Mindful eating involves paying attention to eating while it is occurring, including attention to the sight, smell, flavors, and textures of food, to the process of chewing and may help reduce intake. Indeed, high levels of mindfulness are associated with lower levels of obesity and mindfulness training has been shown to reduce binge eating, emotional eating, and external eating. It is suspected that mindful eating counters hedonic eating.

 

Mindfulness has two main components the first is present moment awareness while the second is decentering. This is a less well appreciated component of mindfulness. Decentering changes the nature of experience by having the individual step outside of experiences and observe them from a distanced perspective and be aware of their impermanent nature. The individual learns to observe thoughts and feelings as impermanent objective events in the mind rather than personally identifying with the thoughts or feelings. In other words, they’re not personal but simply things arising and falling away. This way of viewing the world should make the individual less responsive to outside stimuli.

 

In today’s Research News article “Mindfulness Reduces Reactivity to Food Cues: Underlying Mechanisms and Applications in Daily Life.” (See summary below or view the full text of the study at: https://www.ncbi.nlm.nih.gov/pmc/articles/PMC5435775/ ), Keesman and colleagues review the published research literature on present moment awareness and decentering and reactivity to the stimuli from foods. They examine the ability of present moment awareness and decentering to decrease the individual’s resistance to food cues.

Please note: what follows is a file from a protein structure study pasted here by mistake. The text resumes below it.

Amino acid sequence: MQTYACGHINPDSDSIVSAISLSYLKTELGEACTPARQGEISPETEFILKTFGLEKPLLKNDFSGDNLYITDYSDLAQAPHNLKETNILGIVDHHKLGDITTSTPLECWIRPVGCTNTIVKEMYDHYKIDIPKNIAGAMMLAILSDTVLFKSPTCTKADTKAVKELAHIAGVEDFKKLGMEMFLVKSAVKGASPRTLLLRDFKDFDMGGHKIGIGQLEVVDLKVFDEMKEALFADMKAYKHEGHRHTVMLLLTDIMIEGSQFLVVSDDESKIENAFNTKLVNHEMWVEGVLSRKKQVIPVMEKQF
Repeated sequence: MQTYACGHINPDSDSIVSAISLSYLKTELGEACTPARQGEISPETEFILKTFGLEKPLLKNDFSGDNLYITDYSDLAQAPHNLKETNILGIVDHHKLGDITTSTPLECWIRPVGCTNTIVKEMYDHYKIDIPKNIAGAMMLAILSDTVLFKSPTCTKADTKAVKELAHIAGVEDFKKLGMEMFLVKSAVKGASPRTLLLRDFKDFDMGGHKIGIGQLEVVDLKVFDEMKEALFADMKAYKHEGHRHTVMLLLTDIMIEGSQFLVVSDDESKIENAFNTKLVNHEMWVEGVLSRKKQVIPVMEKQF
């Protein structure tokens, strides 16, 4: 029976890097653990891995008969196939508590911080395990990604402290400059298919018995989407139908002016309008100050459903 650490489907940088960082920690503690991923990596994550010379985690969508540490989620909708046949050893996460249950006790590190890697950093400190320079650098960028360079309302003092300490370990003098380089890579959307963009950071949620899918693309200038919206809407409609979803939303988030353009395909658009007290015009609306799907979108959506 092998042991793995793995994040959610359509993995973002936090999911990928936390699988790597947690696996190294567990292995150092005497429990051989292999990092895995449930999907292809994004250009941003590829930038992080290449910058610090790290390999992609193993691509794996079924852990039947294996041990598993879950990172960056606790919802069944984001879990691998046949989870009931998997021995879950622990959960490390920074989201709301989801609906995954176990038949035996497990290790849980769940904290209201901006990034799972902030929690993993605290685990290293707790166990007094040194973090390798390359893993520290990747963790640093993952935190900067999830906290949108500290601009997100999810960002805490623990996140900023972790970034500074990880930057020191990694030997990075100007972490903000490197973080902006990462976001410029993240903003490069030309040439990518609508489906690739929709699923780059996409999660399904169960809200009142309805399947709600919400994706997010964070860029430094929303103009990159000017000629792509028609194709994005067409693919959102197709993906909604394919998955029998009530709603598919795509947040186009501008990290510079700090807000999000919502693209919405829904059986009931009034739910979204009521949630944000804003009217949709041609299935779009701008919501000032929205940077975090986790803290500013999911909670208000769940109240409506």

They found that the literature reported that when participants were induced to produce a decentering perspective rather than a present moment perspective, there was a large drop in their attraction to food and cravings for foods, and an increase in healthy food choices. Indeed, participants with a decentering perspective produced less saliva when confronted with an energy dense attractive food. There was even a reduction in chocolate consumption over a week when adopting a decentering perspective. Finally, it was reported that meditators who were high in decentering had much fewer food cravings.

 

Hence, decentering reduces reactivity to food cues while simple present moment awareness does not. It is likely that seeing these cues and one’s response to them as impermanent may well make the individual more resistant to them. It is also possible that seeing one’s response to foods cues as mere thoughts that come and go, makes it easier to resist them. Regardless, it is clear that mindfulness, particularly decentering reduces the ability of food cues to affect the individual’s behavior.

 

So, be better at resisting food with mindfulness.